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Diorama Content

Showing topics in Diorama Chat, Work In Progress - Dioramas and Ready For Inspection - Dioramas posted in for the last 365 days.

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  2. Agree. And in the photo someone has already conveniently placed a measuring stick!
  3. Today
  4. You might as well scratch build using sheet plastic - its only a box with a curved roof after all! Most of the surface detail could be added with extra strips and its doesn't have to be exact. The most complicated bit would be the roof!
  5. Heresy? If you are a scratch building purist, yes, but if you are OK with buying a kit then 3D printing must be fine as well. Especielly if you do your own 3D design. Anyway, I did a quick test to see if there was anything to gain from 3D printing vs buying a kit or a ready made loo. If you use a 3D printing service such as Shapeways the level of detail does not really impact the price. It is the general shape and size of the printed object and how much print material it consumes that are the ruling factors. So I designed a very simple loo consisting of an open box and a separate flat door. The loo itself is 200 x 70 x 70 (real) centimeters, but in 1:35 scale. Both parts being 1.5 mm thick. Shapeways wants about 17 USD to print these parts using something they call Versatile plastic, which I think is some kind of nylon. To print using Fine Detail Plastic (what thay earlier called FUD) would cost about 27 USD. Still cheaper than the loos mentioned in earlier posts, but far from free. If you already have your own printer then the price would of course be different, only paying for the actual material.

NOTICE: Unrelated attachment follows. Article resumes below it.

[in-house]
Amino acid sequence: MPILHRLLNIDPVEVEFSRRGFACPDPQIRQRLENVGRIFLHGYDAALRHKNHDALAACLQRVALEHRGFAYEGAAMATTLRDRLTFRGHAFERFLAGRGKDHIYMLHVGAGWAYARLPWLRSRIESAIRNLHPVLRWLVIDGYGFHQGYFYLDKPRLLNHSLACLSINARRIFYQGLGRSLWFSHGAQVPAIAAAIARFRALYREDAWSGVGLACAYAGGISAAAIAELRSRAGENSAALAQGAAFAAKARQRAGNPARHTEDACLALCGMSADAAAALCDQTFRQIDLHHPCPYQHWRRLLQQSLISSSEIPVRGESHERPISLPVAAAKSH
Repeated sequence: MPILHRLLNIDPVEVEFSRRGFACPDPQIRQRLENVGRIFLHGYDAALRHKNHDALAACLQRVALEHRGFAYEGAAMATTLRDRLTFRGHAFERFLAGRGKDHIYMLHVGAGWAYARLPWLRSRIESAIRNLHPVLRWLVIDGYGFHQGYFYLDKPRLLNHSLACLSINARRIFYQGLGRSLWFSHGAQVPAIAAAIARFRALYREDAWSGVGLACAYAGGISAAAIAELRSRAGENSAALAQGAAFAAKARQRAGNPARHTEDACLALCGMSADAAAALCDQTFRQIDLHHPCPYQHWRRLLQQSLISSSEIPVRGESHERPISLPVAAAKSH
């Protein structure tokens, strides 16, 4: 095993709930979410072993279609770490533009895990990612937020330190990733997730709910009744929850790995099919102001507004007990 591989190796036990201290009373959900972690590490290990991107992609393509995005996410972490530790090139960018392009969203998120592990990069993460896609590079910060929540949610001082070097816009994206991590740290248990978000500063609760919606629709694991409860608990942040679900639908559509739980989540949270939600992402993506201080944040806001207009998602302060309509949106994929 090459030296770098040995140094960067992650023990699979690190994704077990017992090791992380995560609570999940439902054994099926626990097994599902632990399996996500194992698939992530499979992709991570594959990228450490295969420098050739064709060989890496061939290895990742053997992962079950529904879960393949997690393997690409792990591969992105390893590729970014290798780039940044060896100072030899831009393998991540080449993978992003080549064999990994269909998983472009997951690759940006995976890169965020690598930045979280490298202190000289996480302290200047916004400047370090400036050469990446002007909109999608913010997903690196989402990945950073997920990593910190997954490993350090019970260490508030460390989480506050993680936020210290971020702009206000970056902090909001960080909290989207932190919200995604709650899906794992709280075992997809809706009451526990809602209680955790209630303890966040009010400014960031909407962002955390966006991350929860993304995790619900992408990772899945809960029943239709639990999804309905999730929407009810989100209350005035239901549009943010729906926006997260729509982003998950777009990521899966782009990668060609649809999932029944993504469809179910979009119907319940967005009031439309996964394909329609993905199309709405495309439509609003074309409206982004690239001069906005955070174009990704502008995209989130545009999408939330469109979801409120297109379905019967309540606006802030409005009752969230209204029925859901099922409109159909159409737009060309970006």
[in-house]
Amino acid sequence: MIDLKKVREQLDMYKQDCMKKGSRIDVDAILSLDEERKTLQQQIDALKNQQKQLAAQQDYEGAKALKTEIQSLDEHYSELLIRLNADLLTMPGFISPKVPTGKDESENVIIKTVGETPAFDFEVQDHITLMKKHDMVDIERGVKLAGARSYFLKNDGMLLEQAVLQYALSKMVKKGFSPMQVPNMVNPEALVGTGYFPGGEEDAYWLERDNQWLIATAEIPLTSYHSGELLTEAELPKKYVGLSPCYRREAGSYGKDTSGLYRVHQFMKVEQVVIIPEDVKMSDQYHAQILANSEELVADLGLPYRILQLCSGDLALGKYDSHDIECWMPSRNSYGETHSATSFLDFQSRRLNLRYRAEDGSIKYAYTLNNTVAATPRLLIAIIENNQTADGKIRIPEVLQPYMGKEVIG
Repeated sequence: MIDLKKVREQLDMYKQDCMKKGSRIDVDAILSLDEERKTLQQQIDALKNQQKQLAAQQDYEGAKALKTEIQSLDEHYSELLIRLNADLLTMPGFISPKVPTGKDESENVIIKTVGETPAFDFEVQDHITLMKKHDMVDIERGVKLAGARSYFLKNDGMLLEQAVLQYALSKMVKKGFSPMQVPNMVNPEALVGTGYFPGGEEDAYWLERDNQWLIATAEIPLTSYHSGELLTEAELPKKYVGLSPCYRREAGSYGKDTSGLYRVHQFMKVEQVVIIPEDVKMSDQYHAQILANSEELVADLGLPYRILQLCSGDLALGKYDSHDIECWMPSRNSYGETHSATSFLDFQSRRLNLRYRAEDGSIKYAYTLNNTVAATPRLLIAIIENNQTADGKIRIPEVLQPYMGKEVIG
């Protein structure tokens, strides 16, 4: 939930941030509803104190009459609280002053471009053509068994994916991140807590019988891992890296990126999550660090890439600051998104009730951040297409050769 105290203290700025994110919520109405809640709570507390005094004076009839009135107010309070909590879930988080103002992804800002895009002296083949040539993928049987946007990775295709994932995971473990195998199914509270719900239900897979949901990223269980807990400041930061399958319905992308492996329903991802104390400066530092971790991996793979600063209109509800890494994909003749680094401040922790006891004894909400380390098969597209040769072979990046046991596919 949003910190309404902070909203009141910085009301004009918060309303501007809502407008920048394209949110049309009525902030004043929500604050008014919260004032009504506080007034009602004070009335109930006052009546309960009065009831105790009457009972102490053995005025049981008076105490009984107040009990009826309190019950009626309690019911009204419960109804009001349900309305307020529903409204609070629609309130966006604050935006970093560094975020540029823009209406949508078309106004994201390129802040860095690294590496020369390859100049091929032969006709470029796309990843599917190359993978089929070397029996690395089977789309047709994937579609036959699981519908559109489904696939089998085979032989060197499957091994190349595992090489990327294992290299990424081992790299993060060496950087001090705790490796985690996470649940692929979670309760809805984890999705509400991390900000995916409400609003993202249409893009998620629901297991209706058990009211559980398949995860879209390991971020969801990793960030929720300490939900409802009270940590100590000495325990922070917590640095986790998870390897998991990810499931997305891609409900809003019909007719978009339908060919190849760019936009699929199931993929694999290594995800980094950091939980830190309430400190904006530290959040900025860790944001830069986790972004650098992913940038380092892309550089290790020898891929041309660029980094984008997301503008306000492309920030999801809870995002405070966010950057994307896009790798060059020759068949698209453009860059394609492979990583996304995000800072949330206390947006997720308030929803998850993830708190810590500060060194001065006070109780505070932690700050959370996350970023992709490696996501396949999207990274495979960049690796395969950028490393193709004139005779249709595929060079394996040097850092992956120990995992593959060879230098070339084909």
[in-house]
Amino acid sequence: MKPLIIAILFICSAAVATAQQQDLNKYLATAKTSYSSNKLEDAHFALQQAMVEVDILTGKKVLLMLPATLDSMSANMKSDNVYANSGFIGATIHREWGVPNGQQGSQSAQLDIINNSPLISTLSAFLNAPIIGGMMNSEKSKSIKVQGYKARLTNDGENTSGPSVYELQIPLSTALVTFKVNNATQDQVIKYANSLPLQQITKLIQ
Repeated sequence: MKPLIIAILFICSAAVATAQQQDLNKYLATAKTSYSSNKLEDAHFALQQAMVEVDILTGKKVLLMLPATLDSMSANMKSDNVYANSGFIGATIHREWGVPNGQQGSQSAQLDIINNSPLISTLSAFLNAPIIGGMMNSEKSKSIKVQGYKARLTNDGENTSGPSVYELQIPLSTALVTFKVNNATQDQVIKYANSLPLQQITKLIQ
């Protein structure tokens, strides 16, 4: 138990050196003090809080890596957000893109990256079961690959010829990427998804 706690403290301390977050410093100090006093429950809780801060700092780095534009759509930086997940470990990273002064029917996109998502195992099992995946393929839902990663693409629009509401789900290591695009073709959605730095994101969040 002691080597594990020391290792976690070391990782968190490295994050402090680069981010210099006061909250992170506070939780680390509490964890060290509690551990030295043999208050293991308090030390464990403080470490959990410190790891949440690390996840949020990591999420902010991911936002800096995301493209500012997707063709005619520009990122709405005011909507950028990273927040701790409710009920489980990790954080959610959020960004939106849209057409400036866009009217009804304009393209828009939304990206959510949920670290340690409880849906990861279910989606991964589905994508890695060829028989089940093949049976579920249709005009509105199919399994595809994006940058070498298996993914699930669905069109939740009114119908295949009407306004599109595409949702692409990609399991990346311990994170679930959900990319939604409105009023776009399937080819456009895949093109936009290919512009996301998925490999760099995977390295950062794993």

6. 593jones

    My commemoration to WW1

    Splendid work all round, wish my figures looked that good!
  7. Thanks @Piltdown Man. The 'over sieving' was definitely good advice. I'm currently doing a 1/48 dio and have used the the experiments I did into good use and am quite please with the result - so far. Might be another month or so before it's ready for the RFI section. I'm surprised how 'rock hard' it is when it's completely dried, I was originally concerned that it may be easily damage and if it would stick to the base, but I shouldn't have worried.
  8. Piltdown Man

    Any advice on using real soil in dioramas please.

    The good thing about soil is it’s very, very cheap. The bad thing is it might not look like soil when you use it. Advice above about not “over sieving” is good, but that all depends on what sort of surface you are looking for and what scale you are working in. Also remember you can add pigments to change its colour. Regarding application I use it in one of two ways: wet or dry. The dry method involves preparing the surface and then undercoating. The soil will give the final colour and texture. Once the surface has been prepared, apply a thin layer of PVA or scenery scatter glue and place the soil where required. You can also apply the soil dry and glue it down by spraying with a very well diluted water/PVA mix (with a drip of detergent to break its surface tension). Once dry, vacuum it up and re-use. Recoat as required. The wet method is also very simple, just mix the soil with PVA and cheap acrylic paint and paint it on. Again, once dry remove any loose pieces but these are likely to be very clumpy and not reusable. Again, recoat as required, wet or dry. The finished surface can then be grassed, dry brushed, weathered or washed etc.